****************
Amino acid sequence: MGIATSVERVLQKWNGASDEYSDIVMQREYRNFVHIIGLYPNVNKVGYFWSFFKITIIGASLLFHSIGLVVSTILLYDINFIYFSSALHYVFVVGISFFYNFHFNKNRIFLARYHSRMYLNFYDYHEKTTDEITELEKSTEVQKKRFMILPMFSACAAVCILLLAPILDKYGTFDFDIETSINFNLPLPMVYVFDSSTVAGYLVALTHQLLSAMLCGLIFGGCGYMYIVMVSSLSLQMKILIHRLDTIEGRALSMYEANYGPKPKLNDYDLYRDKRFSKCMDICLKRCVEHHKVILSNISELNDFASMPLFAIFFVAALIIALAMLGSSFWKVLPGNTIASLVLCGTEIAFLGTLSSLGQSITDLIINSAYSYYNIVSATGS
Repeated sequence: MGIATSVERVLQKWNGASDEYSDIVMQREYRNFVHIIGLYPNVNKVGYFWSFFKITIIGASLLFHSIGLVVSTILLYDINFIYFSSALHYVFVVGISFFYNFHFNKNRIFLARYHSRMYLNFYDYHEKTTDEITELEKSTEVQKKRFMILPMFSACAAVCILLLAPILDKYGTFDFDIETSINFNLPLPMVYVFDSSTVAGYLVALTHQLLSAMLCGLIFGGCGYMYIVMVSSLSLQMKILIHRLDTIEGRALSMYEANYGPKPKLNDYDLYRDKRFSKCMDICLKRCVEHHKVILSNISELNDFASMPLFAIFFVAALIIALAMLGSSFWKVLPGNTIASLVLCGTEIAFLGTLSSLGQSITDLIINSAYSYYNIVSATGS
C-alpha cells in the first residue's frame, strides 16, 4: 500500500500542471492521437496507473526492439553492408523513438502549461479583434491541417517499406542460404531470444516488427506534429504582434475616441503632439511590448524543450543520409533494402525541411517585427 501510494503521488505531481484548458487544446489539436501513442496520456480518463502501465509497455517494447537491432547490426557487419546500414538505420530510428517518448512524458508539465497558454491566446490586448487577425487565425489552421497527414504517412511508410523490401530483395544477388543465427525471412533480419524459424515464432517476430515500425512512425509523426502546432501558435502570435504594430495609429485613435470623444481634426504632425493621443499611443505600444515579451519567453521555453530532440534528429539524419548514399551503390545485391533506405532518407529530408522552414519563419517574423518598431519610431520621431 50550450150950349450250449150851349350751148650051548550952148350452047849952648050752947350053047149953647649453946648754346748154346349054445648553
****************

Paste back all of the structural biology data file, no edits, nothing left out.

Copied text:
Amino acid sequence: MGIATSVERVLQKWNGASDEYSDIVMQREYRNFVHIIGLYPNVNKVGYFWSFFKITIIGASLLFHSIGLVVSTILLYDINFIYFSSALHYVFVVGISFFYNFHFNKNRIFLARYHSRMYLNFYDYHEKTTDEITELEKSTEVQKKRFMILPMFSACAAVCILLLAPILDKYGTFDFDIETSINFNLPLPMVYVFDSSTVAGYLVALTHQLLSAMLCGLIFGGCGYMYIVMVSSLSLQMKILIHRLDTIEGRALSMYEANYGPKPKLNDYDLYRDKRFSKCMDICLKRCVEHHKVILSNISELNDFASMPLFAIFFVAALIIALAMLGSSFWKVLPGNTIASLVLCGTEIAFLGTLSSLGQSITDLIINSAYSYYNIVSATGS
Repeated sequence: MGIATSVERVLQKWNGASDEYSDIVMQREYRNFVHIIGLYPNVNKVGYFWSFFKITIIGASLLFHSIGLVVSTILLYDINFIYFSSALHYVFVVGISFFYNFHFNKNRIFLARYHSRMYLNFYDYHEKTTDEITELEKSTEVQKKRFMILPMFSACAAVCILLLAPILDKYGTFDFDIETSINFNLPLPMVYVFDSSTVAGYLVALTHQLLSAMLCGLIFGGCGYMYIVMVSSLSLQMKILIHRLDTIEGRALSMYEANYGPKPKLNDYDLYRDKRFSKCMDICLKRCVEHHKVILSNISELNDFASMPLFAIFFVAALIIALAMLGSSFWKVLPGNTIASLVLCGTEIAFLGTLSSLGQSITDLIINSAYSYYNIVSATGS
C-alpha cells in the first residue's frame, strides 16, 4: 500500500500542471492521437496507473526492439553492408523513438502549461479583434491541417517499406542460404531470444516488427506534429504582434475616441503632439511590448524543450543520409533494402525541411517585427 501510494503521488505531481484548458487544446489539436501513442496520456480518463502501465509497455517494447537491432547490426557487419546500414538505420530510428517518448512524458508539465497558454491566446490586448487577425487565425489552421497527414504517412511508410523490401530483395544477388543465427525471412533480419524459424515464432517476430515500425512512425509523426502546432501558435502570435504594430495609429485613435470623444481634426504632425493621443499611443505600444515579451519567453521555453530532440534528429539524419548514399551503390545485391533506405532518407529530408522552414519563419517574423518598431519610431520621431 50550450150950349450250449150851349350751148650051548550952148350452047849952648050752947350053047149953647649453946648754346748154346349054445648553